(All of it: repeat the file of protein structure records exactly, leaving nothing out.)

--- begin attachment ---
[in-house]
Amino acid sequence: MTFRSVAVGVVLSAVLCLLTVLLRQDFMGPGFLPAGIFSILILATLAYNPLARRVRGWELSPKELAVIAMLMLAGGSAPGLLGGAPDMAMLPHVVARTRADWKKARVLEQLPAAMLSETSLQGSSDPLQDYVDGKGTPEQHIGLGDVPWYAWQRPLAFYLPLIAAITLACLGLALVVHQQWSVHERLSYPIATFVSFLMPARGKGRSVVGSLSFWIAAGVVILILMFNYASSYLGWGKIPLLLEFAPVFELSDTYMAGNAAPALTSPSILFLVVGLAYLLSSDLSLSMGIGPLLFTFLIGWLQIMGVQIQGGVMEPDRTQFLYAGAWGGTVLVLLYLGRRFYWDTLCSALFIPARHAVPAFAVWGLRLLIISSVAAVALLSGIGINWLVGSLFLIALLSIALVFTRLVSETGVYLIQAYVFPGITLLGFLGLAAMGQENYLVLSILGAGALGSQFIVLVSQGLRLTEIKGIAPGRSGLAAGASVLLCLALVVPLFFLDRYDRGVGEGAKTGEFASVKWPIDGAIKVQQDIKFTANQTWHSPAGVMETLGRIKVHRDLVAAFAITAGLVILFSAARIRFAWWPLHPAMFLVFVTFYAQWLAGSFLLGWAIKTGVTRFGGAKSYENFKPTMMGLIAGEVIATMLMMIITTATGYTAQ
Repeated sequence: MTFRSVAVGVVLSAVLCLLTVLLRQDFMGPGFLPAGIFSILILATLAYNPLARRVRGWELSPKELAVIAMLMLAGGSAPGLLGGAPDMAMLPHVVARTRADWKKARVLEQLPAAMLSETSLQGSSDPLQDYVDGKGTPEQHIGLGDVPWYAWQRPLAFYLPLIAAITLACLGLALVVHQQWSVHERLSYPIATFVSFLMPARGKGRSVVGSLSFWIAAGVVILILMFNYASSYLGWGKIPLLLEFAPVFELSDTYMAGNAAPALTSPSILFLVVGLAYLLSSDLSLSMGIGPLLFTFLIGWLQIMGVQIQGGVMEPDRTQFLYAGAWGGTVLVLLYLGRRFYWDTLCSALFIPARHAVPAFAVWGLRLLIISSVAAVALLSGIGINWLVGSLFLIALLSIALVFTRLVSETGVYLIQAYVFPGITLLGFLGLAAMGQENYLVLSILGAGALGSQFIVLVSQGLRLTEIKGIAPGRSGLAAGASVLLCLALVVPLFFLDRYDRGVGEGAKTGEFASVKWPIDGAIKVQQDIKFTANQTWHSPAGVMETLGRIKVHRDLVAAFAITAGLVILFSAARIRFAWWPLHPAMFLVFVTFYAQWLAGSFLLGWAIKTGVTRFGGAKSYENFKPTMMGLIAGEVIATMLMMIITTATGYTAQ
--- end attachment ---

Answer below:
[in-house]
Amino acid sequence: MTFRSVAVGVVLSAVLCLLTVLLRQDFMGPGFLPAGIFSILILATLAYNPLARRVRGWELSPKELAVIAMLMLAGGSAPGLLGGAPDMAMLPHVVARTRADWKKARVLEQLPAAMLSETSLQGSSDPLQDYVDGKGTPEQHIGLGDVPWYAWQRPLAFYLPLIAAITLACLGLALVVHQQWSVHERLSYPIATFVSFLMPARGKGRSVVGSLSFWIAAGVVILILMFNYASSYLGWGKIPLLLEFAPVFELSDTYMAGNAAPALTSPSILFLVVGLAYLLSSDLSLSMGIGPLLFTFLIGWLQIMGVQIQGGVMEPDRTQFLYAGAWGGTVLVLLYLGRRFYWDTLCSALFIPARHAVPAFAVWGLRLLIISSVAAVALLSGIGINWLVGSLFLIALLSIALVFTRLVSETGVYLIQAYVFPGITLLGFLGLAAMGQENYLVLSILGAGALGSQFIVLVSQGLRLTEIKGIAPGRSGLAAGASVLLCLALVVPLFFLDRYDRGVGEGAKTGEFASVKWPIDGAIKVQQDIKFTANQTWHSPAGVMETLGRIKVHRDLVAAFAITAGLVILFSAARIRFAWWPLHPAMFLVFVTFYAQWLAGSFLLGWAIKTGVTRFGGAKSYENFKPTMMGLIAGEVIATMLMMIITTATGYTAQ
Repeated sequence: MTFRSVAVGVVLSAVLCLLTVLLRQDFMGPGFLPAGIFSILILATLAYNPLARRVRGWELSPKELAVIAMLMLAGGSAPGLLGGAPDMAMLPHVVARTRADWKKARVLEQLPAAMLSETSLQGSSDPLQDYVDGKGTPEQHIGLGDVPWYAWQRPLAFYLPLIAAITLACLGLALVVHQQWSVHERLSYPIATFVSFLMPARGKGRSVVGSLSFWIAAGVVILILMFNYASSYLGWGKIPLLLEFAPVFELSDTYMAGNAAPALTSPSILFLVVGLAYLLSSDLSLSMGIGPLLFTFLIGWLQIMGVQIQGGVMEPDRTQFLYAGAWGGTVLVLLYLGRRFYWDTLCSALFIPARHAVPAFAVWGLRLLIISSVAAVALLSGIGINWLVGSLFLIALLSIALVFTRLVSETGVYLIQAYVFPGITLLGFLGLAAMGQENYLVLSILGAGALGSQFIVLVSQGLRLTEIKGIAPGRSGLAAGASVLLCLALVVPLFFLDRYDRGVGEGAKTGEFASVKWPIDGAIKVQQDIKFTANQTWHSPAGVMETLGRIKVHRDLVAAFAITAGLVILFSAARIRFAWWPLHPAMFLVFVTFYAQWLAGSFLLGWAIKTGVTRFGGAKSYENFKPTMMGLIAGEVIATMLMMIITTATGYTAQ